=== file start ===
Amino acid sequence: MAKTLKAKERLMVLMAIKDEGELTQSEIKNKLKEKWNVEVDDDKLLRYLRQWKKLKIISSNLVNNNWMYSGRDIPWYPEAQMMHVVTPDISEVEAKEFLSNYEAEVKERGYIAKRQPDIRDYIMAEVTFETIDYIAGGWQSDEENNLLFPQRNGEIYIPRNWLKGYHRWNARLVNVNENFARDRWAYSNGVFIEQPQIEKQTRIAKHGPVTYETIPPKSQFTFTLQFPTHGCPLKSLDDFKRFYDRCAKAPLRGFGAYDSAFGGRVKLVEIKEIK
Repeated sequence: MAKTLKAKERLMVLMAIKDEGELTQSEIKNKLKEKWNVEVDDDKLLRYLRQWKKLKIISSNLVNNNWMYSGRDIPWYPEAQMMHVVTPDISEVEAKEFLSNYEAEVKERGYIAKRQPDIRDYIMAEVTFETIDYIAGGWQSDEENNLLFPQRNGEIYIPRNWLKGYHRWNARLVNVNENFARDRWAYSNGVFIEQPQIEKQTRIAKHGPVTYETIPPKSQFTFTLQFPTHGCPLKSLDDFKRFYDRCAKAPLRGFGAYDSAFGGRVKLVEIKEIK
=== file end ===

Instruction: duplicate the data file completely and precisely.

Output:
Amino acid sequence: MAKTLKAKERLMVLMAIKDEGELTQSEIKNKLKEKWNVEVDDDKLLRYLRQWKKLKIISSNLVNNNWMYSGRDIPWYPEAQMMHVVTPDISEVEAKEFLSNYEAEVKERGYIAKRQPDIRDYIMAEVTFETIDYIAGGWQSDEENNLLFPQRNGEIYIPRNWLKGYHRWNARLVNVNENFARDRWAYSNGVFIEQPQIEKQTRIAKHGPVTYETIPPKSQFTFTLQFPTHGCPLKSLDDFKRFYDRCAKAPLRGFGAYDSAFGGRVKLVEIKEIK
Repeated sequence: MAKTLKAKERLMVLMAIKDEGELTQSEIKNKLKEKWNVEVDDDKLLRYLRQWKKLKIISSNLVNNNWMYSGRDIPWYPEAQMMHVVTPDISEVEAKEFLSNYEAEVKERGYIAKRQPDIRDYIMAEVTFETIDYIAGGWQSDEENNLLFPQRNGEIYIPRNWLKGYHRWNARLVNVNENFARDRWAYSNGVFIEQPQIEKQTRIAKHGPVTYETIPPKSQFTFTLQFPTHGCPLKSLDDFKRFYDRCAKAPLRGFGAYDSAFGGRVKLVEIKEIK